Pointing students towards college


CCHS ASPIRE program mentors, assists students in college readiness

A poster on the wall at Crook County High School asks students the question, "After high school, what's next?"

According to the school's college readiness coordinator, Kate Worthing, the answer depends on what students ASPIRE to.

An initiative of the Oregon Student Access Commission, ASPIRE, (Access to Student assistance Programs in Reach of Everyone), provides resources to high school students that includes academic preparation help, college and scholarship application guidance and career exploration assistance, all with the help of one-on-one volunteers.

Volunteers like Bill Ryan and Rashelle Maple Thorpe.

Ryan, a retired high school counselor, has volunteered his time at Mt. Bachelor Academy, Crook County Christian School and for the past four years, with ASPIRE.

"I feel like I haven't left work," he chuckled, referring to "retirement." "But, I just need to keep myself involved."

Mentoring over 40 students, Ryan is known to spend at least two full days, each week, at the school.

"It was Kate and Becky's excitement that drew me to this program," he said. "The way that they approach this effort is a good fit for me."

Maple Thorpe simply hopes to provide the kind of support she didn't get when she was in high school.

"I never had anyone push me," she said, referring to her high school years. "I didn't have any tools to figure out what I wanted, or liked, to do."

As a first-generation college student, Maple Thorpe would have appreciated help with the financial aid and college application processes.

As a result, she found herself enrolled at Portland Community College, without knowing why.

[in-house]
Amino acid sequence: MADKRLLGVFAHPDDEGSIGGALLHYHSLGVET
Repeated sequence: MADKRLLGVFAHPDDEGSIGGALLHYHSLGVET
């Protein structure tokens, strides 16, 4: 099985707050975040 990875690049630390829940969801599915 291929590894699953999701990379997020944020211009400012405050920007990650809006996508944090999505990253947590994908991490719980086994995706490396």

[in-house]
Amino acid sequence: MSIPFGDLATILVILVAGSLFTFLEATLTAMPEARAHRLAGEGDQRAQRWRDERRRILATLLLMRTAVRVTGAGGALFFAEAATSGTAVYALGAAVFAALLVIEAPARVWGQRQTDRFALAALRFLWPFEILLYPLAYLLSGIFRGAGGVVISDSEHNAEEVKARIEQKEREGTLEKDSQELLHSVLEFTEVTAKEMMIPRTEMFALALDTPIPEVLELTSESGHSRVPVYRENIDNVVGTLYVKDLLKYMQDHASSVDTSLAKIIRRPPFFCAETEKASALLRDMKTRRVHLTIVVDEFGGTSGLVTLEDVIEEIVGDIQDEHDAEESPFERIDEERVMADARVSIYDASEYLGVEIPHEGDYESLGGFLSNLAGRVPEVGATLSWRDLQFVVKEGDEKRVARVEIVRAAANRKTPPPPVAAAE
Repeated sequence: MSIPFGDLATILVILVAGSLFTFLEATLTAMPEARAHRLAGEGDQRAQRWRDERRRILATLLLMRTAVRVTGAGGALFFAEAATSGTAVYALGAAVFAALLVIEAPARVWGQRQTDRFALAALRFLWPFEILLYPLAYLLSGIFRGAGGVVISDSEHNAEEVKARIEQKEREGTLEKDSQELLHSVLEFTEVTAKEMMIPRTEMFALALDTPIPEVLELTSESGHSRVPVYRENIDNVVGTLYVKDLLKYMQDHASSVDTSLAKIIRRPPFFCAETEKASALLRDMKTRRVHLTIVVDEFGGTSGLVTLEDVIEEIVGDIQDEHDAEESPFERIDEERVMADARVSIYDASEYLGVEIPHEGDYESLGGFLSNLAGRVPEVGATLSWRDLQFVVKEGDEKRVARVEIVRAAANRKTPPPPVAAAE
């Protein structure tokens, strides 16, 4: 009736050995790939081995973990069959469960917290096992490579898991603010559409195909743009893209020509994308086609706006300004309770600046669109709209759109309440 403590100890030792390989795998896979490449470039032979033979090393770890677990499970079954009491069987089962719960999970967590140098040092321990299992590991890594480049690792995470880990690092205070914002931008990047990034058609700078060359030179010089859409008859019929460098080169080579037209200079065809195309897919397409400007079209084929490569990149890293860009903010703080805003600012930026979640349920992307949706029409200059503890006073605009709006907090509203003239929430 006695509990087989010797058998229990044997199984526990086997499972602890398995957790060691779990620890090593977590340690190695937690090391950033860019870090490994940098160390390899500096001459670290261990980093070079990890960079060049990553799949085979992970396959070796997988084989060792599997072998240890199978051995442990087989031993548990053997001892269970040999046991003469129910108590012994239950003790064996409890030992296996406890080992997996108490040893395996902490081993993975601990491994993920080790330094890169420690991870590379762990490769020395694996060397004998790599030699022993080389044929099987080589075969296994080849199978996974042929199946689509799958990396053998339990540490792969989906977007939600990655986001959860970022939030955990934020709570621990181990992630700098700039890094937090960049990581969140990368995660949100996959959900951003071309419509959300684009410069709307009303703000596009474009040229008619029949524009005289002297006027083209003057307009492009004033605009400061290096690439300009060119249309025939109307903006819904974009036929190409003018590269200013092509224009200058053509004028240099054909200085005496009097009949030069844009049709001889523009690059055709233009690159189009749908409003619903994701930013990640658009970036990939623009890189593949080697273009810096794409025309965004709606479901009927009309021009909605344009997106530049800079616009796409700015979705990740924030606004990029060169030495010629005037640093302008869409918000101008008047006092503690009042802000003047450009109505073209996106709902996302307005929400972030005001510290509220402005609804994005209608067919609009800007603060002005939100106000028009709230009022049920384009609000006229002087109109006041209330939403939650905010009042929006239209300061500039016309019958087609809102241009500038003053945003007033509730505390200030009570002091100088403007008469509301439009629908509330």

Brielle Worthing, a senior and Kate Worthing's daughter, is one student who has taken full advantage of ASPIRE throughout her high school years. Mentored by Ryan, she has decided to enlist in the army, as a health care specialist.

"I've gone through some difficult academic and personal stuff," Brielle Worthing admitted. "Bill has gotten me out of some dark places."

She and Ryan have been together for four years, and, according to her, they get along really well, expect for the fact that Ryan is known to steal her candy.

"Bill's wife, Nancy, keeps us in brownies as well," laughed Worthing, adding that it is nice to have an adult in her life that she can talk to without being judged.

Senior Kaylin Carlile is mentored by Maple Thorpe, and, with her help, has overcome the challenge of having moved five times in her four years of high school.

She heard about ASPIRE in her "Steps to College" course, and admitted to having her doubts about the program's effectiveness.

"I came in here thinking it wouldn't be much help," she said. "But, by being here, and with Rashelle's help, I've figured out what I want to do, and how to pay for it."

As a result, Carlile plans on attending PCC in the fall, majoring in small business administration.

As a PCC alumnus, Maple Thorpe's help was invaluable.

"We connected because she wanted to go there," said Maple Thorpe. "I remember being so anxious about college. But now, I can tell Kaylin all about the school and the area."

For Maple Thorpe, the most important aspect about ASPIRE is to simply support students in their decisions, saying "There is a lot of pressure that tells students that 'You need to go to college.'"

Kate Worthing suggested that the educational system has been training people to stay away from the schools and she hopes to, through programs like ASPIRE, encourage them to come back.

"Mentors bring an added dimension to a student's life," she said. "It is another voice to encourage them."

Carlile is a believer.

"This program is about our future, it isn't simply helping us bake cookies for fund raisers," she said. "Mentors help us choose our future."

And, for those thinking about becoming a volunteer, Kate Worthing poses a simple question.

"Ask yourself who in your life helped you move forward," she said. "Who took an interest in you?"